3 Pieces of Bad Advice that Won’t Lead to Process Improvement

By on December 18, 2014 | Topics: Operations

“If it ain’t broke, don’t fix it.”

This is an old cliché that fits some applications in life.  However, operations management is not one of them.  Process improvement needs to be continuous, and companies need to stay on top of the changing environment.   Certainly things can be working right now, but businesses cannot afford to wait until the processes are actually broken in order to fix them.  In today’s age, think about cell phones and how often people are updating what they carry.  Do phones that are a few years old still work?  Usually, but are they as fast?  Most likely not. There are countless analogies that fit this situation. In the end, you don’t want to be able to describe your business processes as working, but outdated.

“We’ve Always Done It That Way”

The step before keeping old processes around because they get the job done, albeit not as effectively as possible, is not even taking the time to evaluate operations processes.  Tradition is great in some regards, but not when there is room for process improvement in a business.  Sure, the way something has always been done may have been the best solution when it was started, but that will not always be the case.  Do not be afraid to think outside the box and see if there is a better way to solve the everyday business problems that you face.

Having People Do Things Just To Do It

If you think about the work related things you do during your day, do they all have a purpose?  If the answer is no, the next question is why are you spending time on things that do not have a defined purpose?  If you think about that concept, it should also apply to the workers you help manage.  Everything they do should have a purpose and goal they are trying to achieve.  People feel more empowered when their job truly helps contribute to the overall success of the business.  On the other side of the coin, it is easy for people to become dissatisfied with their job if they feel like they are wasting their time on things that do not matter, or only have minimal value.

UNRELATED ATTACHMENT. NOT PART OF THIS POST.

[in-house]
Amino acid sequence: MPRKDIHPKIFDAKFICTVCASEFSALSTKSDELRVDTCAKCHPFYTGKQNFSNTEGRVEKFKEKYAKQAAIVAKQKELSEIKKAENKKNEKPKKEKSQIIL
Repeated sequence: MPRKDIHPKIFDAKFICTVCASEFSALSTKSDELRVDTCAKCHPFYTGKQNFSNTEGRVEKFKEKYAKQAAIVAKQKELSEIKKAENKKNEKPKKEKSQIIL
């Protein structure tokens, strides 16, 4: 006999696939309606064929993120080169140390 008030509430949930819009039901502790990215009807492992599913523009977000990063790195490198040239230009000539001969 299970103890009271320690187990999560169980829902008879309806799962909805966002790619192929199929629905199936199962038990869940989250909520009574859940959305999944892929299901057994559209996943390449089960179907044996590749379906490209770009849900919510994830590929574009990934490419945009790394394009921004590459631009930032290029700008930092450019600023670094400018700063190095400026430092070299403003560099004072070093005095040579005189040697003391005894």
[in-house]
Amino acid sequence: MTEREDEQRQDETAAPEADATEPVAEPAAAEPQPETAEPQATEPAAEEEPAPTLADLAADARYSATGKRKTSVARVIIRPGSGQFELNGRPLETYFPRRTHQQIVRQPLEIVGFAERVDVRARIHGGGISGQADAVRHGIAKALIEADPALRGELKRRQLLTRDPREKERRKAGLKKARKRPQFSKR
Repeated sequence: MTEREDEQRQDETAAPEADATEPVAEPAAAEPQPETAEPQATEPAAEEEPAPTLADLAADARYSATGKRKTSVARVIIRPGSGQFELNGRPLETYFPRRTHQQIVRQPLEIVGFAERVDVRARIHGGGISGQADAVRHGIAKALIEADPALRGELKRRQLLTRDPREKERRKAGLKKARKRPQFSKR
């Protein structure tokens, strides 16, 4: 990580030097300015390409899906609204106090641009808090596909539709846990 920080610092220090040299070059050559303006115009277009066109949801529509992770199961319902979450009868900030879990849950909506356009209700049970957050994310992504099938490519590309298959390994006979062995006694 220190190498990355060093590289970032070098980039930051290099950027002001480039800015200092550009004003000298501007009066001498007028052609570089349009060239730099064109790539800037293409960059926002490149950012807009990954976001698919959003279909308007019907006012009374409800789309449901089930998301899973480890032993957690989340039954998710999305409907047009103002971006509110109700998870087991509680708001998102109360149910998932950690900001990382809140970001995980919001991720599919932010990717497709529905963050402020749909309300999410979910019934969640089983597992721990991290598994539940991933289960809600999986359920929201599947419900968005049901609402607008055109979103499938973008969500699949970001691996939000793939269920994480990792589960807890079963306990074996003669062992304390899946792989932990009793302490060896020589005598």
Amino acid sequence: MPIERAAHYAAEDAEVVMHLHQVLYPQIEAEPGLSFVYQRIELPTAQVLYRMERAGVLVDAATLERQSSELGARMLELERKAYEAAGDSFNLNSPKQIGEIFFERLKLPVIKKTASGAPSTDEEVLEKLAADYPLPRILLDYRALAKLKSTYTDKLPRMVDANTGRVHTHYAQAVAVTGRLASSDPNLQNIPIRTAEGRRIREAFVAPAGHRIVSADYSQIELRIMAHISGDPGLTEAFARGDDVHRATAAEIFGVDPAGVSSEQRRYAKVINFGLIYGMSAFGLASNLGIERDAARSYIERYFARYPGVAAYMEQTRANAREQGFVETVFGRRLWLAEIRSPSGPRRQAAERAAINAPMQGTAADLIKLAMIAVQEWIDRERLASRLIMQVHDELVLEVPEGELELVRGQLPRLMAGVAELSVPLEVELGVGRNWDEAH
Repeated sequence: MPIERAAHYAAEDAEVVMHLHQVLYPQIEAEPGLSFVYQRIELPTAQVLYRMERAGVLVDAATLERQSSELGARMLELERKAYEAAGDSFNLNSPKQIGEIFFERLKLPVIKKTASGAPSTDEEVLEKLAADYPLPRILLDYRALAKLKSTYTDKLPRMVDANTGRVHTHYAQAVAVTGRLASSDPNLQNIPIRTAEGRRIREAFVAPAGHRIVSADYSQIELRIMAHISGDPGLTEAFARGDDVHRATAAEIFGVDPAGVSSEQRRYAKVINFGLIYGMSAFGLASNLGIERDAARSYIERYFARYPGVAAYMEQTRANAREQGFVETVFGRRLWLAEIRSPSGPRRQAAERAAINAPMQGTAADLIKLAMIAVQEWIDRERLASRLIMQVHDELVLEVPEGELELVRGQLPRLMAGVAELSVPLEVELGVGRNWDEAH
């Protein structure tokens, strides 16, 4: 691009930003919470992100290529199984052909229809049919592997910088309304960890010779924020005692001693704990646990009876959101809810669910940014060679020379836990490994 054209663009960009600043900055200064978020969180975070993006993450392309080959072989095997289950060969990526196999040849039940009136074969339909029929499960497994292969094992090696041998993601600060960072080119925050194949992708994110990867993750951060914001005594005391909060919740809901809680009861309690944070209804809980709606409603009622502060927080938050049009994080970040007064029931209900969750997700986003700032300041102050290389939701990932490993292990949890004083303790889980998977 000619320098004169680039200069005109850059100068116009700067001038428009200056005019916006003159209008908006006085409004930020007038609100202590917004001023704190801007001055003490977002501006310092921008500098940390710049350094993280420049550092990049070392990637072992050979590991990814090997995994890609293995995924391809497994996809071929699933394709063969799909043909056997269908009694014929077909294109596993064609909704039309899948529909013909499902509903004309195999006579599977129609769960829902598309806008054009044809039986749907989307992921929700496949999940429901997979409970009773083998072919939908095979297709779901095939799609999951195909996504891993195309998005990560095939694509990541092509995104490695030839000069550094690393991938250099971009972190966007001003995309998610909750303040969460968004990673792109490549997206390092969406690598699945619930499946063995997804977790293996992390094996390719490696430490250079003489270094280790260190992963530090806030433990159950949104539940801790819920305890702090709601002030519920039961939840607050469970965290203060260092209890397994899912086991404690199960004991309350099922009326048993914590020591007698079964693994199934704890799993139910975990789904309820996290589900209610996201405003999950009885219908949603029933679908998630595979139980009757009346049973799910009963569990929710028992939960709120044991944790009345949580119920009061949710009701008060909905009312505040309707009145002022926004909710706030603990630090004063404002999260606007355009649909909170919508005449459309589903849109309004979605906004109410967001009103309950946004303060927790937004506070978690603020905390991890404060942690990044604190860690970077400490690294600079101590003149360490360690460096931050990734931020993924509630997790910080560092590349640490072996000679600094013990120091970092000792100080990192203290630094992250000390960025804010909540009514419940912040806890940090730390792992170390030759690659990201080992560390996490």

One of the more frequent cases of this comes from cleaning logs.  I have heard multiple people tell me that their paper logs just go in the trash at the end of the day, or that they were not even sure what happened to them because they never discuss them.  As an employee, what is the value of doing something that will never be checked or used, even if it is as simple as marking something on a piece of paper?  Now, if those logs are maintained, organized, and can help prevent losses from a slip and fall lawsuit, the seemingly mundane task has value. If your processes already have value, but your employees don’t know the value, taking the time to help them understand the importance of their work is part of the process improvement. If your processes don’t provide value (like cleaning logs that go in the garbage), either modify the process so that they do drive value, or eliminate them.

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